Re: PACE trial authors’ reply to letter by Kindlon
Anybody who has physical function of 60 on the sf-36 scale and above means your physical function is equal to 84.1% of a demographically representative English adult population Bowling (1999)(1) (See Figure 1). On first look, this may look like anybody in the PACE trial (2) who has physical function of 60 and above on the SF-36 scale can be classed as recovered because 84.1% of a demographically representative English adult population Bowling (1999) has a score of 60 or above on the SF-36 scale. This is because the PACE trial used the mean (SD) scores from these figures and derived a mean (SD) score of 84 (24) for the whole sample, giving a normal range of 60 or above on SF-36 scale for physical function.
Professor White very kindly sent me the ages of the participants in the PACE trial. The reason I asked for this information was because Bowling (1999) participant sample for physical function was weighted relatively equally across all age groups. When I received the age groups of the PACE trial, I plotted them on a graph against Bowling (1999) and I noticed that the age of the participants in the PACE trial were not a true representation of the Bowling (1999) physical function age ranges.
Figure 2 clearly shows that the PACE trials participants’ ages has a left skewed distribution towards younger people, and the Bowling age groups has a plateau distribution. As younger people have a higher level of physical functioning according to Bowling (1999) (can also be shown by the Figure 2 via the green bar chart), surely the score of 60 on the sf-36 scale and above for normal physical function, should have been higher?
I found that approximately 12% of participants in the PACE trial were over the age of 55, compared with 40% in the Bowling (1999) participants. Surely the PACE trial should have compared each participants’ age to the corresponding physical function in Bowling (1999), in order to work out what a normal range was for physical function? (please note, the age groups given to me by Professor White, didn’t exactly match the Bowling (1999) age brackets, so I had to make some assumptions in which age group the PACE trial participants fitted into, nevertheless, because I used the weighted means I believe you should get a more realistic normal physical function expectations according to the age of participants in the PACE trial).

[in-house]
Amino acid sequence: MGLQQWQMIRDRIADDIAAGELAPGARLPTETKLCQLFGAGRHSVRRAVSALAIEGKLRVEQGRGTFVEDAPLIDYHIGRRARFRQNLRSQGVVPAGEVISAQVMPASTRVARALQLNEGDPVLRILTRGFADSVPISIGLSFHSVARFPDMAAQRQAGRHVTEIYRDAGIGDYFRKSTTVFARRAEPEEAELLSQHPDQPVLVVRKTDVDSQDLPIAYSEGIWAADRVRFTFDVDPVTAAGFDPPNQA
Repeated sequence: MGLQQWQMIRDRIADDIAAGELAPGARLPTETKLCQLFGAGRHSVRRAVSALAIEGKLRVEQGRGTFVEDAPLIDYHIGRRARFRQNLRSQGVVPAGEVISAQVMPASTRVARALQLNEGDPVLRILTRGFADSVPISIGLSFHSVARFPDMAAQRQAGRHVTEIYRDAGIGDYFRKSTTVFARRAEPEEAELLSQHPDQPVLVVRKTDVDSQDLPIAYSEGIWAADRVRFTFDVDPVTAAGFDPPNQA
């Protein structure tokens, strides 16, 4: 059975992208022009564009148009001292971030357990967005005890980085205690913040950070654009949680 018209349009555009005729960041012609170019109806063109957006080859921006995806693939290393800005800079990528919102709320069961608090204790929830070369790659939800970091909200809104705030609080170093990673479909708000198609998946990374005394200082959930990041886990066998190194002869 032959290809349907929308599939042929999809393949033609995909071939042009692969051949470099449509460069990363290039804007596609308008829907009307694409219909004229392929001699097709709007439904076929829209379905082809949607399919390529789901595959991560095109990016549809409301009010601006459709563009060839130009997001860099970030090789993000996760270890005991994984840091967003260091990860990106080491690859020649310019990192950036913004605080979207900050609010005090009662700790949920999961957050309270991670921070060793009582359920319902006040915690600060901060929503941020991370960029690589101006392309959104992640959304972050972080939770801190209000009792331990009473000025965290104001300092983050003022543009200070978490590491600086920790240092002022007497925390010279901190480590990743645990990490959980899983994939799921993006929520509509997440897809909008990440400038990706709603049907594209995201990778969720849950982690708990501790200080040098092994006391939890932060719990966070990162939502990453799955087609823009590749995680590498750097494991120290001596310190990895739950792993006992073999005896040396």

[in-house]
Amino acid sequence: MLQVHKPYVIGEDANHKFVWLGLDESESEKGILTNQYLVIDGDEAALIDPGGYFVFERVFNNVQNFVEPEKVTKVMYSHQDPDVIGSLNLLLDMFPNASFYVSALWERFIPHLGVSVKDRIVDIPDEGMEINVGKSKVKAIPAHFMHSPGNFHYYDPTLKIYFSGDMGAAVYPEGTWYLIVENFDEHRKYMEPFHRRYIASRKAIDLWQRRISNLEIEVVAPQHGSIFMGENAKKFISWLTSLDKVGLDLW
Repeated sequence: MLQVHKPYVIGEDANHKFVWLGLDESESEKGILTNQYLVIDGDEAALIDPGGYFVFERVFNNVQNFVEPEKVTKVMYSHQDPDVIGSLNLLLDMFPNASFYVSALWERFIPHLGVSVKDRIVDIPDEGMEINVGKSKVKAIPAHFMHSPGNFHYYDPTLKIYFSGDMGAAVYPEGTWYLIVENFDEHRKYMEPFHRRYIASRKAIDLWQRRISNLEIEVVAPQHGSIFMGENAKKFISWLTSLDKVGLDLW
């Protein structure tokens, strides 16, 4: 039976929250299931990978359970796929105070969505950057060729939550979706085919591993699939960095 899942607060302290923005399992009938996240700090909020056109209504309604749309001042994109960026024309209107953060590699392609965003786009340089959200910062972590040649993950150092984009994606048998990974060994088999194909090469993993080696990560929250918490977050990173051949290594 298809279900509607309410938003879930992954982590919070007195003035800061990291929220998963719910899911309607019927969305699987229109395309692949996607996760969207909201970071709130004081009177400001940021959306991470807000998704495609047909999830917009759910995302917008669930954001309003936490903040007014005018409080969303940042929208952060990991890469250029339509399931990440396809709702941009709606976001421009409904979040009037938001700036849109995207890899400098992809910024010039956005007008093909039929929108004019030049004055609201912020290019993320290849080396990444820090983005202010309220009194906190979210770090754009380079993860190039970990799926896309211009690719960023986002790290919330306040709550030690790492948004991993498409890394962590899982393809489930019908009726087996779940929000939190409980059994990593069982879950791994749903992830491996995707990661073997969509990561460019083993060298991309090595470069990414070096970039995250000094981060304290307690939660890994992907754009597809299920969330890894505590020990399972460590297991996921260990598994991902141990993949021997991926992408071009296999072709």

From my own calculations using the data from Professor White of the age of the participants in the PACE trial, and using this against the corresponding Bowling (1999) age brackets, I found that the mean score of a normal person physical function should have been 90.62 and a corresponding standard deviation of 5.51. Therefore using the PACE trial criteria of 1 stand deviation for someone to meet the criteria of recovery in the SF-36 questionnaire they should be reaching a score of 85.12 for normal physical function (please see my workings in Figure 3). This is significantly higher than 60.
Please note, I am not questioning that the figures show an improvement in physical function, but my concern is the definition of recovery from a score of 60 on the sf-36 scale.
(1)Bowling A, Bond M, Jenkinson C, Lamping DL. Short Form 36 (SF-36) Health Survey questionnaire: which normative data should be used? Comparisons between the norms provided by the Omnibus Survey in Britain, the Health Survey for England and the Oxford Healthy Life Survey. J Public Health Med. 1999 Sep;21(3):255-70. PMID 10528952. http://jpubhealth.oxfordjournals.org/content/21/3/255.full.pdf
(2)White PD, Goldsmith K, Johnson AL, Chalder T, Sharpe M. Recovery from chronic fatigue syndrome after treatments given in the PACE trial. Psychol Med. 2013 Oct;43(10):2227-35. doi: 10.1017/S0033291713000020. PMID: 23363640. http://journals.cambridge.org/action/displayAbstract?fromPage=online&aid...
Competing interests: No competing interests